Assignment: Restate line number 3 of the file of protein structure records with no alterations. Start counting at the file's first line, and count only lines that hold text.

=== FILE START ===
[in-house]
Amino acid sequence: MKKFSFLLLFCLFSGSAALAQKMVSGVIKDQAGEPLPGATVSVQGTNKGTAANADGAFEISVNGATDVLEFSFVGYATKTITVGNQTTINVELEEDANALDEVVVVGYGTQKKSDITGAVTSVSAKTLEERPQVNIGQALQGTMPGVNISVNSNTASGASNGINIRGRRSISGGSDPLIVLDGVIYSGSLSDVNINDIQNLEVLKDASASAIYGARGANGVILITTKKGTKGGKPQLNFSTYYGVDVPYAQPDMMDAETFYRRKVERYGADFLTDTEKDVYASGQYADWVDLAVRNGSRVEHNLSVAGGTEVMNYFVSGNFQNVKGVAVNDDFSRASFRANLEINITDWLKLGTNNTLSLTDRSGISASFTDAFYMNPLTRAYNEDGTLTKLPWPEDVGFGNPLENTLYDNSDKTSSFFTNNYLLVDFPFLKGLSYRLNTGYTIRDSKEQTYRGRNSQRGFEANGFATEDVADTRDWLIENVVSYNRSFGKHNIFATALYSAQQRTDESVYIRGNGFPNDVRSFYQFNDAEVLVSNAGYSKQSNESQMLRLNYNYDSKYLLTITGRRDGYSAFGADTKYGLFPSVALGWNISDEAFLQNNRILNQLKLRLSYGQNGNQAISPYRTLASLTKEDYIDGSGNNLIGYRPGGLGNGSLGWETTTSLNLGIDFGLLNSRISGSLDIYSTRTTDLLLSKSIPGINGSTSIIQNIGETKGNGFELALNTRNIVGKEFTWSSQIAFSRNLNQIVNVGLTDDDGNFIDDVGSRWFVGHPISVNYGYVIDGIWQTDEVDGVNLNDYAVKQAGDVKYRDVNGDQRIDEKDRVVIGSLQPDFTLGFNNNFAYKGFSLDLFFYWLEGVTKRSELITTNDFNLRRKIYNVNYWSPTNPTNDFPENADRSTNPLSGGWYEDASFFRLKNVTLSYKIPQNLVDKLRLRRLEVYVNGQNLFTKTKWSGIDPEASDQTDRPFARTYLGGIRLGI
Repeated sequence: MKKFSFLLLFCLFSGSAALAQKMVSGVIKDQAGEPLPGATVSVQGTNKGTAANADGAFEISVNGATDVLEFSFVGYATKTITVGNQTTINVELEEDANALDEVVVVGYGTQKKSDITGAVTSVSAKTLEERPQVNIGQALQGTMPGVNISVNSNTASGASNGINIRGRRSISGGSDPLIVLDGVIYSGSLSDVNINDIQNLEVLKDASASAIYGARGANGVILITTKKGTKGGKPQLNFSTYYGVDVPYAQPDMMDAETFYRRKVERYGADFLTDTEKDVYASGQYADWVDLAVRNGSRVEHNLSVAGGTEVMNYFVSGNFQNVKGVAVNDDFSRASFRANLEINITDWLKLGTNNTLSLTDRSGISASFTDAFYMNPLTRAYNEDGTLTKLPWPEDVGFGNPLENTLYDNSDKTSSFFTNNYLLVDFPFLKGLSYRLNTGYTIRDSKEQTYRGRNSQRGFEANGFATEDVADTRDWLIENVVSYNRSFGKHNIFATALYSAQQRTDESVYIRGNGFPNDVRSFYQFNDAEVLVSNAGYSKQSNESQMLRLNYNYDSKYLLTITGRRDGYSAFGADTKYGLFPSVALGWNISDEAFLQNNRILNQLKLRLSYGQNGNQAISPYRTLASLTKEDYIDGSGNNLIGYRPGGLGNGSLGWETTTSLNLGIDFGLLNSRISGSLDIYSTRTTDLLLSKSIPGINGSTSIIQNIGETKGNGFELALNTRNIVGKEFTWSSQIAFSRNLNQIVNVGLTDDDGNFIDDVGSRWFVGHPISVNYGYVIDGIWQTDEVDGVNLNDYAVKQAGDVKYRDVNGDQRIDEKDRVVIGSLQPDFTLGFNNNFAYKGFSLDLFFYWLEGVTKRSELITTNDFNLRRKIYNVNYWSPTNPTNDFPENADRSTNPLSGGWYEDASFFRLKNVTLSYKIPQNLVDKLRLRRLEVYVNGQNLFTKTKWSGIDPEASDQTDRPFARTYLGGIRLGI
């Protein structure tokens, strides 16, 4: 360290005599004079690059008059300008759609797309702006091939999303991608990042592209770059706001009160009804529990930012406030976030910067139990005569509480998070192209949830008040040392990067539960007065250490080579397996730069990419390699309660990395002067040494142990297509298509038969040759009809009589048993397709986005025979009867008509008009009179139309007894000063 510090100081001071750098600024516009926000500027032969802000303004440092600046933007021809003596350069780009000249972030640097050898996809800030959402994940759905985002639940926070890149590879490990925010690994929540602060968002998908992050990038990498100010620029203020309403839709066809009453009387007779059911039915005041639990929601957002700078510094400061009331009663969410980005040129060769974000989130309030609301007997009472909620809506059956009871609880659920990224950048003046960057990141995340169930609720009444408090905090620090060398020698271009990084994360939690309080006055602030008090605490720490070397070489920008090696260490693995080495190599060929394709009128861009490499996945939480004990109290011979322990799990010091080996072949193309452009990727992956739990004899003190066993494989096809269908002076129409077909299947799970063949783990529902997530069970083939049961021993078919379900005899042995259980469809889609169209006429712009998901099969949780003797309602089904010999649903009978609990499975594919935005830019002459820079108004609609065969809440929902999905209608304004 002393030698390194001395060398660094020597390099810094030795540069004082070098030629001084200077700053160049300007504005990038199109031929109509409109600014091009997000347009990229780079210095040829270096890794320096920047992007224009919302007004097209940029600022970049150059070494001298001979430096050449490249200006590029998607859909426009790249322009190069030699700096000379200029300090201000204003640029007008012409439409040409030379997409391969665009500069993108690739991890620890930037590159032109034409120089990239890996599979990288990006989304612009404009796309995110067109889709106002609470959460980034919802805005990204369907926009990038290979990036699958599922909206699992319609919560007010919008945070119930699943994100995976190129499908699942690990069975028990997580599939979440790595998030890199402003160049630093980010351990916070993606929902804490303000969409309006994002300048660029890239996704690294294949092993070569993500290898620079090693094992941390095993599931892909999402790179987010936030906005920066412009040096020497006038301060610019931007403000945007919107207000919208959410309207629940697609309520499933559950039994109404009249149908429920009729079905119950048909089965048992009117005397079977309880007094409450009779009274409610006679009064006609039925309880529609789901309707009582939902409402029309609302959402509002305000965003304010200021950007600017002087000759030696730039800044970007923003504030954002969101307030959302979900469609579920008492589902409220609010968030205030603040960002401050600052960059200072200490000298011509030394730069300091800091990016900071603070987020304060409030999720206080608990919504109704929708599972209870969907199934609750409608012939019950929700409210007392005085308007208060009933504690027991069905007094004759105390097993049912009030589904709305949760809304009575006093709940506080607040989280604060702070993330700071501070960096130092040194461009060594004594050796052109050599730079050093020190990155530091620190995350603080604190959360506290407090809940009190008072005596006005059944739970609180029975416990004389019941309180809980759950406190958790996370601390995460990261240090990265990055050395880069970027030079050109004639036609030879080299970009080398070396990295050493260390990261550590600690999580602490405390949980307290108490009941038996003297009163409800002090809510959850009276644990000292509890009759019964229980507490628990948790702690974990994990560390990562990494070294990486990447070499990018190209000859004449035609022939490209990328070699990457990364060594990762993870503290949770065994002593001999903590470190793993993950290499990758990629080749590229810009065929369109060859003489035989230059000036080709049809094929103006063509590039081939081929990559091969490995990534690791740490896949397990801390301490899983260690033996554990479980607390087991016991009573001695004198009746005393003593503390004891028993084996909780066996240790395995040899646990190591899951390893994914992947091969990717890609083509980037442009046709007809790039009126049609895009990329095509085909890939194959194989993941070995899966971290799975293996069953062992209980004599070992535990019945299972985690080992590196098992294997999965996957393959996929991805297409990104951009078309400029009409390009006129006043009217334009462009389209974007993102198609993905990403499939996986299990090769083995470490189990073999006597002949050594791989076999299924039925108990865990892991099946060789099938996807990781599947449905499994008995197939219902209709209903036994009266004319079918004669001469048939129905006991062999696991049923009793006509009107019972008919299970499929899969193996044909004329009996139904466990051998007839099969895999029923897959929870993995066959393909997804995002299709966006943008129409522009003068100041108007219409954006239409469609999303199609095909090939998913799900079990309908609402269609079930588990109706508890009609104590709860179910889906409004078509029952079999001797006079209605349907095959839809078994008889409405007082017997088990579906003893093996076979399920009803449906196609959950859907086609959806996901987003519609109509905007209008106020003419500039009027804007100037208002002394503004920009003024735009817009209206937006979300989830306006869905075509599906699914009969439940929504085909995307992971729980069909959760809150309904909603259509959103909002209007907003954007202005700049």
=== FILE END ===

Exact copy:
Repeated sequence: MKKFSFLLLFCLFSGSAALAQKMVSGVIKDQAGEPLPGATVSVQGTNKGTAANADGAFEISVNGATDVLEFSFVGYATKTITVGNQTTINVELEEDANALDEVVVVGYGTQKKSDITGAVTSVSAKTLEERPQVNIGQALQGTMPGVNISVNSNTASGASNGINIRGRRSISGGSDPLIVLDGVIYSGSLSDVNINDIQNLEVLKDASASAIYGARGANGVILITTKKGTKGGKPQLNFSTYYGVDVPYAQPDMMDAETFYRRKVERYGADFLTDTEKDVYASGQYADWVDLAVRNGSRVEHNLSVAGGTEVMNYFVSGNFQNVKGVAVNDDFSRASFRANLEINITDWLKLGTNNTLSLTDRSGISASFTDAFYMNPLTRAYNEDGTLTKLPWPEDVGFGNPLENTLYDNSDKTSSFFTNNYLLVDFPFLKGLSYRLNTGYTIRDSKEQTYRGRNSQRGFEANGFATEDVADTRDWLIENVVSYNRSFGKHNIFATALYSAQQRTDESVYIRGNGFPNDVRSFYQFNDAEVLVSNAGYSKQSNESQMLRLNYNYDSKYLLTITGRRDGYSAFGADTKYGLFPSVALGWNISDEAFLQNNRILNQLKLRLSYGQNGNQAISPYRTLASLTKEDYIDGSGNNLIGYRPGGLGNGSLGWETTTSLNLGIDFGLLNSRISGSLDIYSTRTTDLLLSKSIPGINGSTSIIQNIGETKGNGFELALNTRNIVGKEFTWSSQIAFSRNLNQIVNVGLTDDDGNFIDDVGSRWFVGHPISVNYGYVIDGIWQTDEVDGVNLNDYAVKQAGDVKYRDVNGDQRIDEKDRVVIGSLQPDFTLGFNNNFAYKGFSLDLFFYWLEGVTKRSELITTNDFNLRRKIYNVNYWSPTNPTNDFPENADRSTNPLSGGWYEDASFFRLKNVTLSYKIPQNLVDKLRLRRLEVYVNGQNLFTKTKWSGIDPEASDQTDRPFARTYLGGIRLGI